F= - A.V/(g33 .l)

V=V0sin(ωt)

and the electrical equation is

$$L\frac{{{d^2}q }}{{d{t^2}}} + R\frac{{dq }}{{dt}} + q/C = V0sinωt$$

Where

L is the circuit inductance
R is the circuit resistance
D is common to both equations and is dependent on the magnetic flux
q is the charge
x is the displacement of the surface
m is the effective mass in oscillation
r is the mechanical resistance to displacement
s is the stiffness

So what all is wrong in the above formulation?

9. Jan 10, 2012

### Studiot

Hello mechandmeta. I am sorry it has taken so long to reply but I have been busy with other things.

No, there is nothing inherently wrong with you equations, except that they do not form a linked system - they are independent.

You need an assumption of the relationship between force and (in your case) charge or perhaps voltage. That is some equation that relates the amount of voltage generated for a given displacement (x) or the amount of displacement exhibited for a given voltage.

Inherent in the magnetic example I showed was the assumption that displacement is proportional to current. I used current, not charge in the electrical differential equation because it leads to a first, rather than second order equation. Also you electrical equation at the moment implies an (additional external) electrical forcing function (applied voltage) rather than one which is the result of the interaction between the electrical and mechanical system.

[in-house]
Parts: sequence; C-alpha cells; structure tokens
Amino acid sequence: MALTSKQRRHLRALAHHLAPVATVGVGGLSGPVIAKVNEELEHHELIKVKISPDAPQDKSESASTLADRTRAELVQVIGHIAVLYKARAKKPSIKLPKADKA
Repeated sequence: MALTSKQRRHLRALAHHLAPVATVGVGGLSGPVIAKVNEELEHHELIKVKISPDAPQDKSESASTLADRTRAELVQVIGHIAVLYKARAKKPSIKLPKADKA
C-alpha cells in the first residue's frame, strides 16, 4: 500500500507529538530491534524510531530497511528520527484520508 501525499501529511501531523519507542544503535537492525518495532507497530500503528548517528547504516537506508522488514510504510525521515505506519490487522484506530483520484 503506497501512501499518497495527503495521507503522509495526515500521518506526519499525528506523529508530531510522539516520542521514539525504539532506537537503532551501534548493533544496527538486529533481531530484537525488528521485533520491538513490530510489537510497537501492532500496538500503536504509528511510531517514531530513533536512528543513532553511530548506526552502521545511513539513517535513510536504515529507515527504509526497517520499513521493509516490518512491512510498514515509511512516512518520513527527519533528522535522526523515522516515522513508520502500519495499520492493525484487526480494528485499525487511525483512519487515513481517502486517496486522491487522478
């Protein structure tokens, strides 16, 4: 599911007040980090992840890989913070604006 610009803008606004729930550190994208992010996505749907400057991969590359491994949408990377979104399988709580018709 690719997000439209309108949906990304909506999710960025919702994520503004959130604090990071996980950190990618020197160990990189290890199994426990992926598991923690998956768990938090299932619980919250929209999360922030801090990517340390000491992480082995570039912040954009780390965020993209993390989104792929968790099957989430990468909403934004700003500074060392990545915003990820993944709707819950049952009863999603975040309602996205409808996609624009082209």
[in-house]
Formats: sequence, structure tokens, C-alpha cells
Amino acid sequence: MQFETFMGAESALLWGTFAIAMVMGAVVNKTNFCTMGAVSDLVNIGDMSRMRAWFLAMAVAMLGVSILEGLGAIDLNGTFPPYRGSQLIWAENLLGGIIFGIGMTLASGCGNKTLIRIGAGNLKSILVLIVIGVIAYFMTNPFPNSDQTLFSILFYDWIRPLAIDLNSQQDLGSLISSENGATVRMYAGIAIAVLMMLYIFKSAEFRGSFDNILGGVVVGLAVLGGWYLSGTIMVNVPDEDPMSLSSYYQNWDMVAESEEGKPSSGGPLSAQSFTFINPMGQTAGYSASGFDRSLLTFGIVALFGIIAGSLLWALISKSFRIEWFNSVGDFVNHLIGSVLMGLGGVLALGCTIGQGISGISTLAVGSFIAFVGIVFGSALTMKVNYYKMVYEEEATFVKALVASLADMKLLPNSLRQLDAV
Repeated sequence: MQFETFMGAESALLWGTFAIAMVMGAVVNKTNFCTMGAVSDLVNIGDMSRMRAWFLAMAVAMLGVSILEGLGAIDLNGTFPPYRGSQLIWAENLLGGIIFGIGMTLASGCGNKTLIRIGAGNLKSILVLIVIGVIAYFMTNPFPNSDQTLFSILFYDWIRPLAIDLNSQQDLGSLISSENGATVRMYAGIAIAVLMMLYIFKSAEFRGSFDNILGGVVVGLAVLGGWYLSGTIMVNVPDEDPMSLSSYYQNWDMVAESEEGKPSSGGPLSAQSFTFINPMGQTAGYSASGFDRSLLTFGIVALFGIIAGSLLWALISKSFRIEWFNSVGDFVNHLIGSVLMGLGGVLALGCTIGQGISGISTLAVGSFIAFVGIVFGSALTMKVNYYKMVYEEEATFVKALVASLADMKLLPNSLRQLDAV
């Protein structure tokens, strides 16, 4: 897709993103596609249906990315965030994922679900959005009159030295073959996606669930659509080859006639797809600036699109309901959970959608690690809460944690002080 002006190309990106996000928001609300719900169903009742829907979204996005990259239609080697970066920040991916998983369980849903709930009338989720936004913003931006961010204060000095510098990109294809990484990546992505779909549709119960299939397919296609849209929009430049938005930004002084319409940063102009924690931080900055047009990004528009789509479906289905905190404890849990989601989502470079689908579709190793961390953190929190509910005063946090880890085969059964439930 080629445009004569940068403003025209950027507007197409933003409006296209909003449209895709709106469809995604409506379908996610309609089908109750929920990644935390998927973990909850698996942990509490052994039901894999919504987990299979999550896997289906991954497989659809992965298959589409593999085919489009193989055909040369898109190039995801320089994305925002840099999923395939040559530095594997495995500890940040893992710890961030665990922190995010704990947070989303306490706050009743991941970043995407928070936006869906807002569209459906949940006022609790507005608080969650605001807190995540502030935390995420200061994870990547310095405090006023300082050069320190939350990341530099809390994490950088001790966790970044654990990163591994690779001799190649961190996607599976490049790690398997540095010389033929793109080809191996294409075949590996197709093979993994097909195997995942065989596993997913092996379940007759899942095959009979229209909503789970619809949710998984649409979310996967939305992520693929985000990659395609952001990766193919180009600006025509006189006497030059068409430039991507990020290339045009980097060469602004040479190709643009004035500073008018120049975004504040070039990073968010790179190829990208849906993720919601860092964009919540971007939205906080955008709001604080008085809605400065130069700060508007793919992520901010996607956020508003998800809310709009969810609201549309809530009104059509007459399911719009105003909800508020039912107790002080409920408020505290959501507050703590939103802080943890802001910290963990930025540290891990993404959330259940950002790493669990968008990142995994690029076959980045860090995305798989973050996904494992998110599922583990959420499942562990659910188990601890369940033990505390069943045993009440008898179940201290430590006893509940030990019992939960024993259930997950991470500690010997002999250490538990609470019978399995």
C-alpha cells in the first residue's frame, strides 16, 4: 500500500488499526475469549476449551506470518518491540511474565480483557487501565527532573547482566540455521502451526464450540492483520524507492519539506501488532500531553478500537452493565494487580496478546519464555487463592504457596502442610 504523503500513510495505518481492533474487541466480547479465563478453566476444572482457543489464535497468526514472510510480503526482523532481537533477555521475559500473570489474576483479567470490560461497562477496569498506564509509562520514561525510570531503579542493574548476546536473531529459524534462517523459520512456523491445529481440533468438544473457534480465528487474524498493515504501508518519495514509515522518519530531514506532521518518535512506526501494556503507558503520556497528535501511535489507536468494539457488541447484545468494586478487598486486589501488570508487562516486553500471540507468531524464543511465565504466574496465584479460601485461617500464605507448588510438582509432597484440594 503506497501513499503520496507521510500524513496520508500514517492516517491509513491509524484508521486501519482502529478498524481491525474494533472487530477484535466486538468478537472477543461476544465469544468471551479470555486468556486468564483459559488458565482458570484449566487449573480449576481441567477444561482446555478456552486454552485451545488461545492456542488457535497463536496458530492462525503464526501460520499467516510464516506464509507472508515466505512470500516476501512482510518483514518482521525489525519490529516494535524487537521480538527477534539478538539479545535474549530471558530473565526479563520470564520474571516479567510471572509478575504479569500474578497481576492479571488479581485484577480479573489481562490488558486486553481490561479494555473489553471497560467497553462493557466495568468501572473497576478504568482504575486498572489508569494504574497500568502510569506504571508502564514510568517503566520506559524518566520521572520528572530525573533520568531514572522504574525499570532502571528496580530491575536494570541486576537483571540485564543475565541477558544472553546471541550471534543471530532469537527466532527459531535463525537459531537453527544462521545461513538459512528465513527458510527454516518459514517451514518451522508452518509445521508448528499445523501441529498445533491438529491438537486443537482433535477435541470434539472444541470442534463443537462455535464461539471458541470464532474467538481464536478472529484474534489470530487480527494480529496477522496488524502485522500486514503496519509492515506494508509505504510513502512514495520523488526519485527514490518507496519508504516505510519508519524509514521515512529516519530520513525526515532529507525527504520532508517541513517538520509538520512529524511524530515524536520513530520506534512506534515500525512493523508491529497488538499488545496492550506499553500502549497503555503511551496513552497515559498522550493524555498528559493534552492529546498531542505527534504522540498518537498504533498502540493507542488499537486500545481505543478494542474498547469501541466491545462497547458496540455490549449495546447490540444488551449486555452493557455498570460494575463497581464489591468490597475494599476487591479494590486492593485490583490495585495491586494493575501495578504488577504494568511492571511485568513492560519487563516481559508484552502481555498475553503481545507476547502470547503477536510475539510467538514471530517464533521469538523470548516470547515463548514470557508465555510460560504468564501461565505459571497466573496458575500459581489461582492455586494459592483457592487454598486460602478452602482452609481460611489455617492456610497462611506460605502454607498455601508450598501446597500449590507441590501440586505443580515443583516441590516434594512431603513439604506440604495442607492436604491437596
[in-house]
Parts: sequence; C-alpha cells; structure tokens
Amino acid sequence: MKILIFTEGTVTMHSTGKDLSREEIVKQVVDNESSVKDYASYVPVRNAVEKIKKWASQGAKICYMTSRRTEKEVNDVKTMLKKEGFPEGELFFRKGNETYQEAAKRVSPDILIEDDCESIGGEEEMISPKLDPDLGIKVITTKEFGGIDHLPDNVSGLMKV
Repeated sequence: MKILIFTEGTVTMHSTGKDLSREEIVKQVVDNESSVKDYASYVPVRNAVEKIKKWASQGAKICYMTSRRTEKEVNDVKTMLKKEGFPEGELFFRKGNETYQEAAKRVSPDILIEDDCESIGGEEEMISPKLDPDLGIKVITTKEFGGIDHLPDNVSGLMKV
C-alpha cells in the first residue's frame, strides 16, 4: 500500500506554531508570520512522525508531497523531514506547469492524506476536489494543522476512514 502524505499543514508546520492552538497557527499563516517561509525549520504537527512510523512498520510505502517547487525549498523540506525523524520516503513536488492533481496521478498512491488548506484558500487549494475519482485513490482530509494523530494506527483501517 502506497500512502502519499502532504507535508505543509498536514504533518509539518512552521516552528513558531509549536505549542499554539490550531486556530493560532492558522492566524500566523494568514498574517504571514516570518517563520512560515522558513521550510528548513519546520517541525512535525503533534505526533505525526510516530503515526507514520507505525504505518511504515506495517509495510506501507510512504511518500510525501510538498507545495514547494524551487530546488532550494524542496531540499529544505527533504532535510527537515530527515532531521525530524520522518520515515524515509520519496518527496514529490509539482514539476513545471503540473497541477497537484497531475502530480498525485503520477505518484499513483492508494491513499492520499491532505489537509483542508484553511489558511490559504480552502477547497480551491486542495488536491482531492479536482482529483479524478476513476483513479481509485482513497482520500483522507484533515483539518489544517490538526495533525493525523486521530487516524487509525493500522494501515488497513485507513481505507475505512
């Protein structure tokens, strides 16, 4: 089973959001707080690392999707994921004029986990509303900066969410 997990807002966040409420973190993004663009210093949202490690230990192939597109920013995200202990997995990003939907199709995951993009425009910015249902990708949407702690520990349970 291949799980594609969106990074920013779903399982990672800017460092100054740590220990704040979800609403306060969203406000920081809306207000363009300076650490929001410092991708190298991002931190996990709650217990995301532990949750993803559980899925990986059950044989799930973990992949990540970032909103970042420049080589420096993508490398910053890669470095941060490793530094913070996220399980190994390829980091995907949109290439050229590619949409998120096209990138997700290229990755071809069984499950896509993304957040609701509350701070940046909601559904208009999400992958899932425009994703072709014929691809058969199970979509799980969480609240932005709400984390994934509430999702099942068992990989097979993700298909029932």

does this help?

Last edited: Jan 10, 2012
10. Jan 10, 2012

### mechandmeta

Yes, every word helps and thank you so much for helping out.

But in your example you had neglected capacitance which allowed you to get away with using I instead of q.

I do not understand your second part. There IS a electrical forcing function (thats the point of my transducer). As I look at it, the mechanical vibration is influenced by the electric circuit (which leads to the presence of a electrical term in the mechanical DE) but i don't think that the electrical circuit is influenced by the mechanical vibrations, so how can I put the interaction between the electrical and mechanical system into the electrical equation?

11. Jan 10, 2012

### Studiot

If this is a genuine piezo film then the piezo effect is the direct conversion of mechanical energy or force into electrical energy. Basically the harder you hit the crystal the greater the voltage generated.

Last edited: Jan 10, 2012
12. Mar 28, 2012

### BFisher

Hello Mechandmeta. I am not sure if you have already solved your problem, but I also work with piezoelectric substrates and I have spent a significant amount of time evaluating piezoelectric theory. You need to start with the constitutive equations for stress and charge displacement in a piezoelectric given by:

T = cS - eE
D = eS+episonE

where T is stress, S is strain, e is the piezoelectric constant of your material, D is the charge displacement and epsilon is the dielectric constant of the piezoelectric substrate.